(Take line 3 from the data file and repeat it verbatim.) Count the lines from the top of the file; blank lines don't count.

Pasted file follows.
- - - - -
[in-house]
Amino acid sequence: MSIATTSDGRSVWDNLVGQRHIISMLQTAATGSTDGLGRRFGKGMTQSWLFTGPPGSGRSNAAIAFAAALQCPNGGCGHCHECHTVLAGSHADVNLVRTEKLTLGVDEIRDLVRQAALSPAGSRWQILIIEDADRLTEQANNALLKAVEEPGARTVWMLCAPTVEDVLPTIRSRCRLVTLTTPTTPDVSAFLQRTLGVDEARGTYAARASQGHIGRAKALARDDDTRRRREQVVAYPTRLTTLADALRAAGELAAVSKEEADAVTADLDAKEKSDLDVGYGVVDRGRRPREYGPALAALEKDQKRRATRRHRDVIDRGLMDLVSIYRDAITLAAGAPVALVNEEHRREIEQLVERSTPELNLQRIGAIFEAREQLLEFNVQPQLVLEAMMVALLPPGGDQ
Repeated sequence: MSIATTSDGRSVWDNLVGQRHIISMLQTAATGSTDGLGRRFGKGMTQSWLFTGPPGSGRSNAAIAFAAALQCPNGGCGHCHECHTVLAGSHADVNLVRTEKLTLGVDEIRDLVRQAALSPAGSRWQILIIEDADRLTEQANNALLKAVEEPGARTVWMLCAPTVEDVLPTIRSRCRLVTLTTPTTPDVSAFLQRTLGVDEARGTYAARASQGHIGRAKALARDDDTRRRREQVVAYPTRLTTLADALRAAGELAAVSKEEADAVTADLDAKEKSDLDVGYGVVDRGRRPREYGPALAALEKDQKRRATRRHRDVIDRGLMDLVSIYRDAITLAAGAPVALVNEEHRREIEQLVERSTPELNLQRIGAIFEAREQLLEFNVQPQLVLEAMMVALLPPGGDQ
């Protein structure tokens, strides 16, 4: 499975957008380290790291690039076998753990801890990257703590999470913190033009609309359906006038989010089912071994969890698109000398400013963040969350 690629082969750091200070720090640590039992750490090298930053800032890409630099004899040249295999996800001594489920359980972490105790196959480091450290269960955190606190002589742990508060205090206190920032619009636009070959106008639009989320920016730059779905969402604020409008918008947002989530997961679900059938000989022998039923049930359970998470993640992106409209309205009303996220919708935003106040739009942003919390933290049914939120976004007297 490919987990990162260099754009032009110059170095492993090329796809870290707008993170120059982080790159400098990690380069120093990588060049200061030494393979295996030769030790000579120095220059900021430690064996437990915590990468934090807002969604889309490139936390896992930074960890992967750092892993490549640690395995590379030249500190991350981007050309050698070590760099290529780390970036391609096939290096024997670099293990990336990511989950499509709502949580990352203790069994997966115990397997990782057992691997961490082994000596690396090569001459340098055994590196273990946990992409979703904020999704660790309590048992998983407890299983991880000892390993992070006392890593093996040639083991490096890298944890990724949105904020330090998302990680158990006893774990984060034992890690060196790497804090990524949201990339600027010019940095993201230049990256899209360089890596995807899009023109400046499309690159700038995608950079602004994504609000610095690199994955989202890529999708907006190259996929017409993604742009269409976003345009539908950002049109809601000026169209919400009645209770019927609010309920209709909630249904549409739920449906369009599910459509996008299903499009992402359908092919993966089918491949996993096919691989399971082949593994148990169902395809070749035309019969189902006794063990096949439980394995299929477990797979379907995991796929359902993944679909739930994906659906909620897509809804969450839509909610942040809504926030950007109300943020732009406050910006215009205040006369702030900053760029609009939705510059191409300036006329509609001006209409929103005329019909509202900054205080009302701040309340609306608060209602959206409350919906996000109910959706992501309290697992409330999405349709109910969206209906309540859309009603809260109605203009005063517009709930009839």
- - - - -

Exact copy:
Repeated sequence: MSIATTSDGRSVWDNLVGQRHIISMLQTAATGSTDGLGRRFGKGMTQSWLFTGPPGSGRSNAAIAFAAALQCPNGGCGHCHECHTVLAGSHADVNLVRTEKLTLGVDEIRDLVRQAALSPAGSRWQILIIEDADRLTEQANNALLKAVEEPGARTVWMLCAPTVEDVLPTIRSRCRLVTLTTPTTPDVSAFLQRTLGVDEARGTYAARASQGHIGRAKALARDDDTRRRREQVVAYPTRLTTLADALRAAGELAAVSKEEADAVTADLDAKEKSDLDVGYGVVDRGRRPREYGPALAALEKDQKRRATRRHRDVIDRGLMDLVSIYRDAITLAAGAPVALVNEEHRREIEQLVERSTPELNLQRIGAIFEAREQLLEFNVQPQLVLEAMMVALLPPGGDQ